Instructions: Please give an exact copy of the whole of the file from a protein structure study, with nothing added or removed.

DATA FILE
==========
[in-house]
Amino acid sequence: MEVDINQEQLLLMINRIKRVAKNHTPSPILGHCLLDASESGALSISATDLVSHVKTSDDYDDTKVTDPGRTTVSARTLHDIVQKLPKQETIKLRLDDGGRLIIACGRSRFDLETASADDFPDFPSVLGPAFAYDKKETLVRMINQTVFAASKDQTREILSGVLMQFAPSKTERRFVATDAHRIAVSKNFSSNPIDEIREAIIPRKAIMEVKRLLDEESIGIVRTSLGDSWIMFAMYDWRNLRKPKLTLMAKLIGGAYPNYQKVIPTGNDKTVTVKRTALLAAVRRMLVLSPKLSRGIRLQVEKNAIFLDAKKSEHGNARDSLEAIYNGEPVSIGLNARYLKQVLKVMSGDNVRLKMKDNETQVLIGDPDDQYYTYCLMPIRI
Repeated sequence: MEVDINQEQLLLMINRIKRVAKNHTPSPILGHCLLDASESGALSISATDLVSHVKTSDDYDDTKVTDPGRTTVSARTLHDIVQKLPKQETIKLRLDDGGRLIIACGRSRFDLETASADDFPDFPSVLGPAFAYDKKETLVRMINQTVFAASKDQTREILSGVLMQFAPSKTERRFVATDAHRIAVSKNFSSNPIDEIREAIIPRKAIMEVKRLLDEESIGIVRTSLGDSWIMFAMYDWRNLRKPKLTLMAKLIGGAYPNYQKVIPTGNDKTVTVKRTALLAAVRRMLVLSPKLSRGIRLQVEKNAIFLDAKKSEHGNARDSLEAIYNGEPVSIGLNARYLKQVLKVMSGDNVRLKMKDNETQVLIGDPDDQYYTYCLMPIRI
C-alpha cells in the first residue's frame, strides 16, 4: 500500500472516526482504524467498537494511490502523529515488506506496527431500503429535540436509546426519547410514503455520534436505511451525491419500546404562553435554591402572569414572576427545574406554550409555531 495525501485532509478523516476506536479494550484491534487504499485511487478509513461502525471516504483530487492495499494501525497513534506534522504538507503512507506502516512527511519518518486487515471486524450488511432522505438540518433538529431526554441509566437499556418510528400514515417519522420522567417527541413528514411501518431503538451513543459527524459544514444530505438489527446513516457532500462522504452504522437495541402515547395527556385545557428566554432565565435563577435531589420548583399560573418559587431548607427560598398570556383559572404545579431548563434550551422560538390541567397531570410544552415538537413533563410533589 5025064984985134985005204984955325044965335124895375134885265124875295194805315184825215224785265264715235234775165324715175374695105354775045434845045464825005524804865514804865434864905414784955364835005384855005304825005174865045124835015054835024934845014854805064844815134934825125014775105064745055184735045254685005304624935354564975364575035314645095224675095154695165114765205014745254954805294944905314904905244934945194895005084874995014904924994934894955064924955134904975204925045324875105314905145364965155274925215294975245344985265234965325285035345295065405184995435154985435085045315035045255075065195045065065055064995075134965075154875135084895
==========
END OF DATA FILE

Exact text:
[in-house]
Amino acid sequence: MEVDINQEQLLLMINRIKRVAKNHTPSPILGHCLLDASESGALSISATDLVSHVKTSDDYDDTKVTDPGRTTVSARTLHDIVQKLPKQETIKLRLDDGGRLIIACGRSRFDLETASADDFPDFPSVLGPAFAYDKKETLVRMINQTVFAASKDQTREILSGVLMQFAPSKTERRFVATDAHRIAVSKNFSSNPIDEIREAIIPRKAIMEVKRLLDEESIGIVRTSLGDSWIMFAMYDWRNLRKPKLTLMAKLIGGAYPNYQKVIPTGNDKTVTVKRTALLAAVRRMLVLSPKLSRGIRLQVEKNAIFLDAKKSEHGNARDSLEAIYNGEPVSIGLNARYLKQVLKVMSGDNVRLKMKDNETQVLIGDPDDQYYTYCLMPIRI
Repeated sequence: MEVDINQEQLLLMINRIKRVAKNHTPSPILGHCLLDASESGALSISATDLVSHVKTSDDYDDTKVTDPGRTTVSARTLHDIVQKLPKQETIKLRLDDGGRLIIACGRSRFDLETASADDFPDFPSVLGPAFAYDKKETLVRMINQTVFAASKDQTREILSGVLMQFAPSKTERRFVATDAHRIAVSKNFSSNPIDEIREAIIPRKAIMEVKRLLDEESIGIVRTSLGDSWIMFAMYDWRNLRKPKLTLMAKLIGGAYPNYQKVIPTGNDKTVTVKRTALLAAVRRMLVLSPKLSRGIRLQVEKNAIFLDAKKSEHGNARDSLEAIYNGEPVSIGLNARYLKQVLKVMSGDNVRLKMKDNETQVLIGDPDDQYYTYCLMPIRI
C-alpha cells in the first residue's frame, strides 16, 4: 500500500472516526482504524467498537494511490502523529515488506506496527431500503429535540436509546426519547410514503455520534436505511451525491419500546404562553435554591402572569414572576427545574406554550409555531 495525501485532509478523516476506536479494550484491534487504499485511487478509513461502525471516504483530487492495499494501525497513534506534522504538507503512507506502516512527511519518518486487515471486524450488511432522505438540518433538529431526554441509566437499556418510528400514515417519522420522567417527541413528514411501518431503538451513543459527524459544514444530505438489527446513516457532500462522504452504522437495541402515547395527556385545557428566554432565565435563577435531589420548583399560573418559587431548607427560598398570556383559572404545579431548563434550551422560538390541567397531570410544552415538537413533563410533589 5025064984985134985005204984955325044965335124895375134885265124875295194805315184825215224785265264715235234775165324715175374695105354775045434845045464825005524804865514804865434864905414784955364835005384855005304825005174865045124835015054835024934845014854805064844815134934825125014775105064745055184735045254685005304624935354564975364575035314645095224675095154695165114765205014745254954805294944905314904905244934945194895005084874995014904924994934894955064924955134904975204925045324875105314905145364965155274925215294975245344985265234965325285035345295065405184995435154985435085045315035045255075065195045065065055064995075134965075154875135084895